As you might be able to guess just from its title, Big Little Lies is made up of contradictions. The show contains glossy real-estate porn, an investigation into the dynamics of domestic abuse, and an actual murder investigation. It dangles the camp spectacle of watching big-name actresses play bitchy moms, and then opens up into something far more revealing. Or maybe that’s a false narrative, because the show’s at its best when comedy and drama coexist, when surface slights are just as revealing as big moments. Case in point: The scene in Sunday night’s episode where Reese Witherspoon’s uptight mom Madeline Martha Mackenzie thinks Sade’s “Cherish the Day” is an Adele song.
If that one-line description weren’t enough to make you laugh, here’s the setup: Madeline and her second husband, Ed (Adam Scott, mostly beard), are at her ex-husband Nathan and his new wife Bonnie’s (Zoë Kravitz) house for a dinner that is treated with all the seriousness of the Potsdam Conference. Madeline doesn’t know it yet, but her and Nathan’s daughter, Abigail, has, absurdly, decided to sell her virginity online. Madeline also “took a little something, just a half” before the great parental meet-up, so she’s a little loopy as she clutches her ceramic wine tumbler and sits down for fish, salad, oysters, and various fancy grains:
“I love this music. Bonnie, is this Adele?” Madeline asks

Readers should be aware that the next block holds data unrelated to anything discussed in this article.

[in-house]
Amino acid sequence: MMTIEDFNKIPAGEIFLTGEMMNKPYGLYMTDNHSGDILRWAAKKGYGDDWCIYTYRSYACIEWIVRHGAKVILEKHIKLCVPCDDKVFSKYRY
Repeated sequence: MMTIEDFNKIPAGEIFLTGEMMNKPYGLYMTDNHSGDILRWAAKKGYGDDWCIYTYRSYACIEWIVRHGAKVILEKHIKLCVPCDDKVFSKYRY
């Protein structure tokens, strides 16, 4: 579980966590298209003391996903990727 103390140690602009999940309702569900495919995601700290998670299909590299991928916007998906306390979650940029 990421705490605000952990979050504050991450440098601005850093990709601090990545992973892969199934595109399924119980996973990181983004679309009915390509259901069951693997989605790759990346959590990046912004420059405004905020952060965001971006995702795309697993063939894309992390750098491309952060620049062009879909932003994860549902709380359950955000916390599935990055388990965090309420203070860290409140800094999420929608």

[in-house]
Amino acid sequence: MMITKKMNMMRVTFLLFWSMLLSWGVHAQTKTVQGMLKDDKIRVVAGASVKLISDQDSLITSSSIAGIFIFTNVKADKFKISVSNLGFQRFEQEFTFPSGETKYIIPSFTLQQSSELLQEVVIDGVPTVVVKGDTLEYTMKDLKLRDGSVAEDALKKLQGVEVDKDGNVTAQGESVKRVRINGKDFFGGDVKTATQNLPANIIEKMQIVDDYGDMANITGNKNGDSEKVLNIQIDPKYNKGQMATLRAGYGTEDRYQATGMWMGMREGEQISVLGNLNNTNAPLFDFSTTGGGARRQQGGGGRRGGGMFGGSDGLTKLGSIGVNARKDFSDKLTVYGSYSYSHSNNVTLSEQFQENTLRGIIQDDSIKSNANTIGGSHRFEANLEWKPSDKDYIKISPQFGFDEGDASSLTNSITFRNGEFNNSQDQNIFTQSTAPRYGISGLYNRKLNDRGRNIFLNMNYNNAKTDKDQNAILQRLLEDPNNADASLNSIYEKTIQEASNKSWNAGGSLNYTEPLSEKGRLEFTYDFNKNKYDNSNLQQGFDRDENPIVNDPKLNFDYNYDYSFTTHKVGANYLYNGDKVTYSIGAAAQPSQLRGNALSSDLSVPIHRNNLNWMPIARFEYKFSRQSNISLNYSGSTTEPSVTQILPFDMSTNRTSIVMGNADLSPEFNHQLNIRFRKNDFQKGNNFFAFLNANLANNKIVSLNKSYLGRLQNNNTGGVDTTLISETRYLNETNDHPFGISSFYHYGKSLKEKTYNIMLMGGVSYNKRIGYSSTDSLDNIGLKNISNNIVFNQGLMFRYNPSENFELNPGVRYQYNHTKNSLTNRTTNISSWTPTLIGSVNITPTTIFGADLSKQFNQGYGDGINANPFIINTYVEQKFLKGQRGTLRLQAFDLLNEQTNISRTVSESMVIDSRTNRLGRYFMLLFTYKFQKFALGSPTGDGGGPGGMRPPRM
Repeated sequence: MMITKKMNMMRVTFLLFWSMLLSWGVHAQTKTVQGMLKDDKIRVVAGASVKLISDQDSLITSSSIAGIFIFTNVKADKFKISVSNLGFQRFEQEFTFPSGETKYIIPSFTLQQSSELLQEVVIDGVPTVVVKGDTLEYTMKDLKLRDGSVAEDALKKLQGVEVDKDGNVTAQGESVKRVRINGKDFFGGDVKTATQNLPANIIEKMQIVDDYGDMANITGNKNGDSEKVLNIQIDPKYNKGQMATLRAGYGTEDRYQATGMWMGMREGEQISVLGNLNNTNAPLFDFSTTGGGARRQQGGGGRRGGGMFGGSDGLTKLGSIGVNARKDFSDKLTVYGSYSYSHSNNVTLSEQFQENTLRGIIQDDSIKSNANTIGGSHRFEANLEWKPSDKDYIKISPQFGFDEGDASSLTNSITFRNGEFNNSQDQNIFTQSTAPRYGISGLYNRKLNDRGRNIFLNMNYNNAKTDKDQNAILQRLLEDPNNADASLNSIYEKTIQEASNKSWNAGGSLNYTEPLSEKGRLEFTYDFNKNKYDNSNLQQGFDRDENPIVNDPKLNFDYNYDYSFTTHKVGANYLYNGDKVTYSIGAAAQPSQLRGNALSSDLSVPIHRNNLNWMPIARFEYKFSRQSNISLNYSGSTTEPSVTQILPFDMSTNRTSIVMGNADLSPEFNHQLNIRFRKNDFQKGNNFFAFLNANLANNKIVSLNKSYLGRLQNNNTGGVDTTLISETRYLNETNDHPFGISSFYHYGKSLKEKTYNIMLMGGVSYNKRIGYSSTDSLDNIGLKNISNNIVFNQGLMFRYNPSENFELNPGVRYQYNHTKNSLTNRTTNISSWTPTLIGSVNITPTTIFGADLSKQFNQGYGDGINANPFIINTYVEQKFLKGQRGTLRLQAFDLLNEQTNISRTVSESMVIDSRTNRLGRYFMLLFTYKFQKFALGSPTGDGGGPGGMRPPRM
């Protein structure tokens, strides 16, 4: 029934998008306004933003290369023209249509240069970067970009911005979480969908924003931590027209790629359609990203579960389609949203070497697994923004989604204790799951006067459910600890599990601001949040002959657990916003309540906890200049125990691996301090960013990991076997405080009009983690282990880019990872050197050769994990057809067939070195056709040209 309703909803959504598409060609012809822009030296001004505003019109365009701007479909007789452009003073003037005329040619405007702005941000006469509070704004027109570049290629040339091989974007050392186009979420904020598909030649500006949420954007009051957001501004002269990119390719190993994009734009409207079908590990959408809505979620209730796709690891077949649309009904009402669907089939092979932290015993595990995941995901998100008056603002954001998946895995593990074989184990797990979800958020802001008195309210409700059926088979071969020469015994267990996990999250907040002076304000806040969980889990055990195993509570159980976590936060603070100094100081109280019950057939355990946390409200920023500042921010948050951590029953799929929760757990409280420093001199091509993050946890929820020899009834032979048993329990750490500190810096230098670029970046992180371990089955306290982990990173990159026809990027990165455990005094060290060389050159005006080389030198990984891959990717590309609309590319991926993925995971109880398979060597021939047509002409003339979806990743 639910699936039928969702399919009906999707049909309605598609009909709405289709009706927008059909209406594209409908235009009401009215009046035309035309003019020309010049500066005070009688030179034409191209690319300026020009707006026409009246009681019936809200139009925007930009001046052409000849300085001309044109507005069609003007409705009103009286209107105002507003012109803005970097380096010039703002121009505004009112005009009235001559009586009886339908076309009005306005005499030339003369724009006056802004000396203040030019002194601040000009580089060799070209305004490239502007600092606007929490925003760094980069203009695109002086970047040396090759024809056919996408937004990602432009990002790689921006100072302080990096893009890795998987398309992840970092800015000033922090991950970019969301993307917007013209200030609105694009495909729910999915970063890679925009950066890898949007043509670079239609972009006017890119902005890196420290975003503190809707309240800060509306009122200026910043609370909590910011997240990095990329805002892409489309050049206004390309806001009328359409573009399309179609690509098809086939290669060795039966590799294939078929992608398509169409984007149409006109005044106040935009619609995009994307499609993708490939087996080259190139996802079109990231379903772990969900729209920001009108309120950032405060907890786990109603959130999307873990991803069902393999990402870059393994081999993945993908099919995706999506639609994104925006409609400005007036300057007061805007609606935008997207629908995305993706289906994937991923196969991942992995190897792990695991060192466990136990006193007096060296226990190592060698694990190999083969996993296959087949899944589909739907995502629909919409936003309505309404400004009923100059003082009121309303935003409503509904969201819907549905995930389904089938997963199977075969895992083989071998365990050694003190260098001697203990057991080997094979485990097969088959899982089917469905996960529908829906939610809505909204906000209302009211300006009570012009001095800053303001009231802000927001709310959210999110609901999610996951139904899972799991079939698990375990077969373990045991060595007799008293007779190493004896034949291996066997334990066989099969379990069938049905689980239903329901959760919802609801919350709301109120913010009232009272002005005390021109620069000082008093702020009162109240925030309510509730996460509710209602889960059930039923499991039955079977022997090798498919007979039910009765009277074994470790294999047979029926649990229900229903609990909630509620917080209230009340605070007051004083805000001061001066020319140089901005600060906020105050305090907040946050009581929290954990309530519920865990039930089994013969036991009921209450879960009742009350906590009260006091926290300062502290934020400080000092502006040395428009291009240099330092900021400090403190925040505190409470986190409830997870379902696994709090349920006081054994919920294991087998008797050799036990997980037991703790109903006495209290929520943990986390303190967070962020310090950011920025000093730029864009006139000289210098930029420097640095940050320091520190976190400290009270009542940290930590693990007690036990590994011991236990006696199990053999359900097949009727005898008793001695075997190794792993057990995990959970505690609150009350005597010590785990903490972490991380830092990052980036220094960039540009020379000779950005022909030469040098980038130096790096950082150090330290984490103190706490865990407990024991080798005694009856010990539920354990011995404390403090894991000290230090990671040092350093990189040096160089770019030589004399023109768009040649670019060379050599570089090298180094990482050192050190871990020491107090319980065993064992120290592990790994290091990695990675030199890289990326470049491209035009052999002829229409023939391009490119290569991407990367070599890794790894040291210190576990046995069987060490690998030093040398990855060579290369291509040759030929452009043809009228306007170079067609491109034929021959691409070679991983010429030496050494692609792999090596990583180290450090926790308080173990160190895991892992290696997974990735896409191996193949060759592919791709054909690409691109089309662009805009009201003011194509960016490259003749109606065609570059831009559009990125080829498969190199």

“No, it’s Sade actually,” Bonnie responds, slightly confused.
“We should get this, honey,” Madeline says to Ed.
“Oh, we have it,” Ed says.
How do we love this scene? Let us count the ways: (1) Reese Witherspoon is at her best at all times as Madeline, and especially here, as she’s swaying back at forth, treating Bonnie’s table settings with the disdain of a drunk, imperious house cat. (2) What better rich white mom joke is there than the fact that all white moms think everything is Adele? (3) Because of Drake’s whole deal with Sade, we now want to know what Madeline thinks of Drake (she probably assumes his music is Justin Timberlake). (4) The exchange gets at the characters’ class, money, and status anxieties: Nathan and Bonnie’s gorgeous home implies that they’re more sophisticated, or maybe just richer, than Madeline and Ed, and so Madeline and Ed fall over themselves to seem cool. (5) Madeline’s super-hip, music-obsessed daughter Chloe would be so embarrassed by all of this.
As the scene continues, Madeline and Bonnie awkwardly banter over the ceramic cups — they’re from Mexico, Bonnie says, with insufferably correct pronunciation — before segueing into a discussion of Abigail’s plan to a sell her virginity online, which makes Madeline throw up. Both the vomit and the plot around Abigail come off as a little heavy-handed, which reflects Big Little Lies’ tendency to rely on big, significant moments to sell its points. Most of them aren’t that necessary: not when you can say everything you need to with Reese Witherspoon, some wine, and Adele — sorry, we mean Sade.